H.R.2745 - United Nations Reform Act of 2005

To reform the United Nations, and for other purposes. view all titles (4)

All Bill Titles

  • Short: United Nations Reform Act of 2005 as introduced.
  • Short: Henry J. Hyde United Nations Reform Act of 2005 as reported to house.
  • Short: Henry J. Hyde United Nations Reform Act of 2005 as passed house.
  • Official: To reform the United Nations, and for other purposes. as introduced.

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Introduced
 
House
Passed
 
Senate
Passes
 
President
Signs
 

 
06/07/05
 
06/17/05
 
 
 
 
 

 

Latest Vote

Result: Passed - June 17, 2005

Roll call number 282 in the House

Question: On Passage: H R 2745 Henry J. Hyde United Nations Reform Act

 

Official Summary

Henry J. Hyde United Nations Reform Act of 2005 - States that it is incumbent upon the United Nations to enact significant reform measures in order to restore the public trust and confidence necessary to achieve the laudable goals set forth in its Charter. Title I: Mission and Budget of the

Official Summary

Henry J. Hyde United Nations Reform Act of 2005 - States that it is incumbent upon the United Nations to enact significant reform measures in order to restore the public trust and confidence necessary to achieve the laudable goals set forth in its Charter. Title I: Mission and Budget of the United Nations -

(Sec. 101)

States that it shall be U.S. policy to use its influence at the United Nations to pursue an efficient and accountable U.N. regular assessed budget, and shift funding mechanisms for the following U.N. programs from the regular assessed budget to voluntarily funded programs:
(1) economic and social affairs;
(2) least-developed countries, landlocked developing countries and small island developing countries;
(3) U.N. support for the New Partnership for Africa's Development;
(4) trade and development;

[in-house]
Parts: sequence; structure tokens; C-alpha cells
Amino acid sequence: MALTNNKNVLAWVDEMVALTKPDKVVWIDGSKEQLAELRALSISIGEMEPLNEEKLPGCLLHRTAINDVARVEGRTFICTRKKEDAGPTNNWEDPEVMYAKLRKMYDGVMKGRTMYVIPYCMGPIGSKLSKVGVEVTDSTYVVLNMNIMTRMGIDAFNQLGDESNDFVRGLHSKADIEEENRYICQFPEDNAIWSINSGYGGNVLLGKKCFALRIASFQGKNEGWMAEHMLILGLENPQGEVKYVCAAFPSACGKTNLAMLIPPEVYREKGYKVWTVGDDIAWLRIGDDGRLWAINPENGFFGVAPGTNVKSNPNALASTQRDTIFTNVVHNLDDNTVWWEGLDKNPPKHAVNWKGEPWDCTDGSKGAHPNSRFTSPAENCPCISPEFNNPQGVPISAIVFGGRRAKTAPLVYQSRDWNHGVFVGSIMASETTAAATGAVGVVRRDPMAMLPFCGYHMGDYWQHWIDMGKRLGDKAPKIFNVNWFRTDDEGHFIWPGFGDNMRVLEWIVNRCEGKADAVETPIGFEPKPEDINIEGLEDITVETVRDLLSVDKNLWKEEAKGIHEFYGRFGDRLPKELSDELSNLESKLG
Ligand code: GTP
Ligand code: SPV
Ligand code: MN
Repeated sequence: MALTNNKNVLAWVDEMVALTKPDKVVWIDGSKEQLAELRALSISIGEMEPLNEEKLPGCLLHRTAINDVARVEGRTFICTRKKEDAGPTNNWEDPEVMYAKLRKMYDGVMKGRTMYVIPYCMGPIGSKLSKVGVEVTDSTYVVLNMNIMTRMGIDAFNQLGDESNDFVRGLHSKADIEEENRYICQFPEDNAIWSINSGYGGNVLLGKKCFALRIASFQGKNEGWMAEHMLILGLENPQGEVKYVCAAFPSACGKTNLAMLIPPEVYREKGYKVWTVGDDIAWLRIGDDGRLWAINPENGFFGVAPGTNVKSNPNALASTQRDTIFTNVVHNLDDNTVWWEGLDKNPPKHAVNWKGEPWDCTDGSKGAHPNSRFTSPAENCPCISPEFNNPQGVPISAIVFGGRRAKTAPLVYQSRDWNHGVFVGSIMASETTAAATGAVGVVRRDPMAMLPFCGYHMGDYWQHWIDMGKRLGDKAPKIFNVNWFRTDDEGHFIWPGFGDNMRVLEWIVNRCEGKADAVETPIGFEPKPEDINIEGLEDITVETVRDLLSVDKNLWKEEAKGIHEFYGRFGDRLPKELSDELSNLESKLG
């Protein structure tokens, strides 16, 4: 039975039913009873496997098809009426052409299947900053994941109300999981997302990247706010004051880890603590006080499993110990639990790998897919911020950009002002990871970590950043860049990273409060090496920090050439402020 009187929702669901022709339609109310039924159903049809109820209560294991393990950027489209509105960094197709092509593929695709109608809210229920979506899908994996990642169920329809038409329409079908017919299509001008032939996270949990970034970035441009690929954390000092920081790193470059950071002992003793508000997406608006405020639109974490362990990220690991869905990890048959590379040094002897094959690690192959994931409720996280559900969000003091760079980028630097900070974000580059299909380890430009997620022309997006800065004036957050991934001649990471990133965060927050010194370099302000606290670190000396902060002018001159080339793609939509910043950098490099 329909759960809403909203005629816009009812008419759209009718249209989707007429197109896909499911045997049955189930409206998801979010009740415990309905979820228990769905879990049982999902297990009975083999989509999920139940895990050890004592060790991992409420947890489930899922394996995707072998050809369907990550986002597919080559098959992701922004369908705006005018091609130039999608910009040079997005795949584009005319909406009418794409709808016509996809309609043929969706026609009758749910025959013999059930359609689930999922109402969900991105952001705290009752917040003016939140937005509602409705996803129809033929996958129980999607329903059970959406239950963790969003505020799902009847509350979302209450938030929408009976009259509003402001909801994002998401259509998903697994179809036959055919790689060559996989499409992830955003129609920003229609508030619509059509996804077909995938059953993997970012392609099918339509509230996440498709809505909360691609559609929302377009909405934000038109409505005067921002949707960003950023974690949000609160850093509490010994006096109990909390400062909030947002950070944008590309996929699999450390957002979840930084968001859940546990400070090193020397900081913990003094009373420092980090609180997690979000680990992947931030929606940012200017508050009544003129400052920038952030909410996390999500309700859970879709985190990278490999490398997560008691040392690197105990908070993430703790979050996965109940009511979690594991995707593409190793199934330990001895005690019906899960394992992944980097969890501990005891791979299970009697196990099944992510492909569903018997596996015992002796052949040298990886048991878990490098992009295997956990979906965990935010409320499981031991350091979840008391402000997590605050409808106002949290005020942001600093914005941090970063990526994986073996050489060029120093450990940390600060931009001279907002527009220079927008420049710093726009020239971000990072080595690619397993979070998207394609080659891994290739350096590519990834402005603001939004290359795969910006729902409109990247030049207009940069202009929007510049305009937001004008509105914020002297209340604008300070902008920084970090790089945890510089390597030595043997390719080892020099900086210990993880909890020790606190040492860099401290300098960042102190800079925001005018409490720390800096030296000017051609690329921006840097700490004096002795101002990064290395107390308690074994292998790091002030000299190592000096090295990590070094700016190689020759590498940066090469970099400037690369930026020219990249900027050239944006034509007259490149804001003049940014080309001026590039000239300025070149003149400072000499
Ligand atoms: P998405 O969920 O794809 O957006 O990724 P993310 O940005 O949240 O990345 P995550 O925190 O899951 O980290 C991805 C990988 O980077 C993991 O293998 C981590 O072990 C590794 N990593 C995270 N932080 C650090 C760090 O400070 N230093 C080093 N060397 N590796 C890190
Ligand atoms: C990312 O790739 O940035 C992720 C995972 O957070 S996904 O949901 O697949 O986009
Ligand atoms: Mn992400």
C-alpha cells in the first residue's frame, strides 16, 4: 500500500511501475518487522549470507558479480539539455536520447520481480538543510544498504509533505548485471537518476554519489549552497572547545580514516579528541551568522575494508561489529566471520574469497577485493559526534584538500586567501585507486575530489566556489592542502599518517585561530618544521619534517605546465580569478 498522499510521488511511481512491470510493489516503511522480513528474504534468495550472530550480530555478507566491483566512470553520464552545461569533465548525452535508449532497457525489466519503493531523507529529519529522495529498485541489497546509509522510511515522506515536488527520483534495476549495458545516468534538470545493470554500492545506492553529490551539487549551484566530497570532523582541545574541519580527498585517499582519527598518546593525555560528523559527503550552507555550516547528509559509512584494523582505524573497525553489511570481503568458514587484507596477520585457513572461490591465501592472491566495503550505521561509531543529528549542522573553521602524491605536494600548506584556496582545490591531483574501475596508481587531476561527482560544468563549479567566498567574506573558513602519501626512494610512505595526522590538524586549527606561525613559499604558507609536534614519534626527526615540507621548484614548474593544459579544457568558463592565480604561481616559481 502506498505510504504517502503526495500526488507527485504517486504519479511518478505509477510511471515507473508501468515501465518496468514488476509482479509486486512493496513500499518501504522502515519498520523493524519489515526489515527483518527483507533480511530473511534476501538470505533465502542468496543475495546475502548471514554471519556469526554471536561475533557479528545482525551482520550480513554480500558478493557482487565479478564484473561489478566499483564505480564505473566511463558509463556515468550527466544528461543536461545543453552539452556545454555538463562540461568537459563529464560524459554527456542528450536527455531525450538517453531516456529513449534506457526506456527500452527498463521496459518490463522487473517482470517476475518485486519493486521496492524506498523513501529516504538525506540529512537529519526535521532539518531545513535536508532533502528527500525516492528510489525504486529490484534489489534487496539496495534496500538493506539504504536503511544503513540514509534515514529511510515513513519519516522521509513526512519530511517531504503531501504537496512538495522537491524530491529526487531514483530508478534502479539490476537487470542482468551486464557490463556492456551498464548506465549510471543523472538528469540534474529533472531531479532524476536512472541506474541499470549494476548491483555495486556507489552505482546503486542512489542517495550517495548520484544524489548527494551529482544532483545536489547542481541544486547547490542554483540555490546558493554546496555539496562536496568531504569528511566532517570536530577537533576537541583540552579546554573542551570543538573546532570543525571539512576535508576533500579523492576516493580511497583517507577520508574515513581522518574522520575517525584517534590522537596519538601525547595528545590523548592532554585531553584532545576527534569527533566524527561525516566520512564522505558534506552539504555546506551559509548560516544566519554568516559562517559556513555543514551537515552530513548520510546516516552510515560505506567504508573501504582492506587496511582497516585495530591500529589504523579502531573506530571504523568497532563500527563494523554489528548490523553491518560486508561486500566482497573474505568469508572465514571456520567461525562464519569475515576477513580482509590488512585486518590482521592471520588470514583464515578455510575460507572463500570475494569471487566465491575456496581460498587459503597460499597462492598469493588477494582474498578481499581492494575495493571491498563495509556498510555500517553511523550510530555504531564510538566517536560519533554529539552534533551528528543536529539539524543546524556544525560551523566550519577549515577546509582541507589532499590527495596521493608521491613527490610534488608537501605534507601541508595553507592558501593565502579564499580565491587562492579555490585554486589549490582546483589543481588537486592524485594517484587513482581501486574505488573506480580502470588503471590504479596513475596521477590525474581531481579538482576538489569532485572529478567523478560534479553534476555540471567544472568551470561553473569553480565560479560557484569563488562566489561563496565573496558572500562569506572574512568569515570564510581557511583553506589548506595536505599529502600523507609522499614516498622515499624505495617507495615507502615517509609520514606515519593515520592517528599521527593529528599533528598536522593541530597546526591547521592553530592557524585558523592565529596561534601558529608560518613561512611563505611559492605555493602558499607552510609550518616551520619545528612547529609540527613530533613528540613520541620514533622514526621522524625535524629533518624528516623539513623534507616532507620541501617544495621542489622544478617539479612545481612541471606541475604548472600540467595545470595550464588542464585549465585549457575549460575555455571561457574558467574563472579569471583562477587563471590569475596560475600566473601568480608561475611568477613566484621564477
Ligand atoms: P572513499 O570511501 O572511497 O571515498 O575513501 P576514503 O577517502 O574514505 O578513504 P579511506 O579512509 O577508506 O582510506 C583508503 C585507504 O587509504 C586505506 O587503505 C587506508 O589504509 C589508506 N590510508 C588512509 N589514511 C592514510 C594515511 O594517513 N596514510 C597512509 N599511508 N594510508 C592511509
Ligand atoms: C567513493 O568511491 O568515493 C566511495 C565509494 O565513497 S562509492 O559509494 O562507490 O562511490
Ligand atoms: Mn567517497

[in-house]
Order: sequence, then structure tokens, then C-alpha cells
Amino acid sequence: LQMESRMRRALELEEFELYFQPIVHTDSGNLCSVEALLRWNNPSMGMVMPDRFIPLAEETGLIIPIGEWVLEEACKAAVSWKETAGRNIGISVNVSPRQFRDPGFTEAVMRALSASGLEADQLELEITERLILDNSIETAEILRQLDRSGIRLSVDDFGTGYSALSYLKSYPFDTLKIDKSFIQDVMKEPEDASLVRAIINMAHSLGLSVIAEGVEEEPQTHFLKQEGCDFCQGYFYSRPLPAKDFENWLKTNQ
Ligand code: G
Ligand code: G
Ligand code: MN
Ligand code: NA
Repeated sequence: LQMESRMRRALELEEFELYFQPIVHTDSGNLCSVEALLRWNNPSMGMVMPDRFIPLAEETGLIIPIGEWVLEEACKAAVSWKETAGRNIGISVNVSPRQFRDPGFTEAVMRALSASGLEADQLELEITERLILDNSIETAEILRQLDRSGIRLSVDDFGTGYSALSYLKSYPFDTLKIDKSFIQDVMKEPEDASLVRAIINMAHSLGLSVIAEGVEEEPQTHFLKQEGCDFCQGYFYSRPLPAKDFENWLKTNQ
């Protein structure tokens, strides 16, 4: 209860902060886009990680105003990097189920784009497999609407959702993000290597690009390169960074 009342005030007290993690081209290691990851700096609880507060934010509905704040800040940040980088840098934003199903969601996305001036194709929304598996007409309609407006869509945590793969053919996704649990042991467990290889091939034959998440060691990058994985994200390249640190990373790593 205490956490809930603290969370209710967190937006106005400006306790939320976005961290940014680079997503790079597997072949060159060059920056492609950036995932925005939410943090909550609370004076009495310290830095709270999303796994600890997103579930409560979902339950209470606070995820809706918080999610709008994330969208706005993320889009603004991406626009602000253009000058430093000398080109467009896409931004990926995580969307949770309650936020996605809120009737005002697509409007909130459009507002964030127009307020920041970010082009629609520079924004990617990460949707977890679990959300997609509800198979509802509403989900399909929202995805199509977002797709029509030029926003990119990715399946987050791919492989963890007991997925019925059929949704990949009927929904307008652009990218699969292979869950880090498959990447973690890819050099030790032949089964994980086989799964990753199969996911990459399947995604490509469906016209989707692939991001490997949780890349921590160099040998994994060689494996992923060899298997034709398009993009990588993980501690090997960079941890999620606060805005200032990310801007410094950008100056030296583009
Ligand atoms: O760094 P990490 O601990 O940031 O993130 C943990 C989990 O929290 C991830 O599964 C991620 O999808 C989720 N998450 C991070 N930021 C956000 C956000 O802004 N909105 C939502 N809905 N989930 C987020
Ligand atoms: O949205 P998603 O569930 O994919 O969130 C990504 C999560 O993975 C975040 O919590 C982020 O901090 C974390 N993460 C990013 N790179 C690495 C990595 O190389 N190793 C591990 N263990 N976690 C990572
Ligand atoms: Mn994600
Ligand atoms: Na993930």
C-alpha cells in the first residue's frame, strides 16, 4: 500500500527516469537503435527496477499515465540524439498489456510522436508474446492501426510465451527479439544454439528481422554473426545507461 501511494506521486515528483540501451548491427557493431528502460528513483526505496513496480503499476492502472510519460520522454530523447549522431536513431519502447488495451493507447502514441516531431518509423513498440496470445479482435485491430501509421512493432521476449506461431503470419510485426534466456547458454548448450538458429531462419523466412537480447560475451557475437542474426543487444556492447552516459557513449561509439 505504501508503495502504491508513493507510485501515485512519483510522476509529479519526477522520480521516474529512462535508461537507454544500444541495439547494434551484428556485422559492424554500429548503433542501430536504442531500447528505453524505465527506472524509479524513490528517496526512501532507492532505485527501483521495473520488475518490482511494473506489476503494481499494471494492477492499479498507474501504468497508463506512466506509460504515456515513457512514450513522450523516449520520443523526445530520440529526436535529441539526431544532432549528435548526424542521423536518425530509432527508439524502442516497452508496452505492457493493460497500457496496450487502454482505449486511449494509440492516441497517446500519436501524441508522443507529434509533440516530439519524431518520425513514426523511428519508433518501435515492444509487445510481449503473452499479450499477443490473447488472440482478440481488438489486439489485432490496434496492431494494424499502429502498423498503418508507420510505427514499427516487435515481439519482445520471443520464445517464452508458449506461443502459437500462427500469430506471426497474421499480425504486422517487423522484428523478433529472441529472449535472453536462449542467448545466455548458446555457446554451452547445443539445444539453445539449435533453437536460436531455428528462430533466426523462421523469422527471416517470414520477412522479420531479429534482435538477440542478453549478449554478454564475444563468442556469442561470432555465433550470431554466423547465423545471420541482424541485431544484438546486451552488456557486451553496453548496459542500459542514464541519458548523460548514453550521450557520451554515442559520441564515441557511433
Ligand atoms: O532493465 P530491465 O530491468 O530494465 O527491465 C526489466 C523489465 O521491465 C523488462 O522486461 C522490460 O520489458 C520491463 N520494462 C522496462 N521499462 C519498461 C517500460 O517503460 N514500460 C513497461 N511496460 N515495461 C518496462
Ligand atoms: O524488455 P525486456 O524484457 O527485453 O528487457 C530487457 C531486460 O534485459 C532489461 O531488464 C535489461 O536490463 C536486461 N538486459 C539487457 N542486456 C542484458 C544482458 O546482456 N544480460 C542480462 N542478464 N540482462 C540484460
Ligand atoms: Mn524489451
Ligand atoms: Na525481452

(5) International Trade Center UNCTAD/WTO;
(6) environment;
(7) human settlements;
(8) crime prevention and criminal justice;
(9) international drug control;
(10) economic and social development in Africa;
(11) economic and social development in Asia and the Pacific;
(12) economic development in Europe;
(13) economic and social development in Latin America and the Caribbean;
(14) economic and social development in Western Asia;
(15) regular program of technical cooperation;
(16) development account;
(17) protection of and assistance to refugees; and
(18) Palestine refugees. States that it shall be U.S. policy to:
(1) redirect U.S. contributions to the United Nations to achieve such policy objectives; and
(2) redirect a portion of Public Information and General Assembly funds to pursue budget efficiency and accountability goals. States that it shall be US policy to use its influence at the United Nations to:
(1) ensure that future U.N. biennial budgets reflect such policies;
(2) enforce zero nominal growth in all assessed dues to the regular budget of the United Nations and its agencies and programs;
(3) enforce the 5.6 rule at the United Nations, requiring the Secretariat to identify low-priority activities in the budget proposal;
(4) ensure the United Nations is annually publishing a list of all subsidiary bodies and their functions, budgets, and staff; and
(5) ensure that the difference between the scale of assessments for the five permanent Security Council members is not greater than five times that of any other permanent member of the Security Council, and if a permanent member with veto power is not in compliance with such requirement, the US Permanent Representative to the United Nations should use U.S. influence to deny veto power to such member. Amends the United Nations Participation Act of 1945 to direct the US Permanent Representative to the United Nations to use U.S. influence to implement such policies, including the withholding of U.S. consensus for the biennial budget until the budget reflects such policies. Maintains the 22% limit on annual U.S. contributions to the U.N. regular assessed budget. States that if one or more of such programs have not been redirected to voluntary funded programs by 2008, the amount of funds assessed to the United States for such programs shall be redirected, subject to congressional notification, as follows:
(1) not more than 40% of the funds shall be redirected to internal oversight programs, human rights programs, humanitarian assistance programs, and 16 of the 18 programs (the two excluded programs are refugee assistance and Palestine refugees); and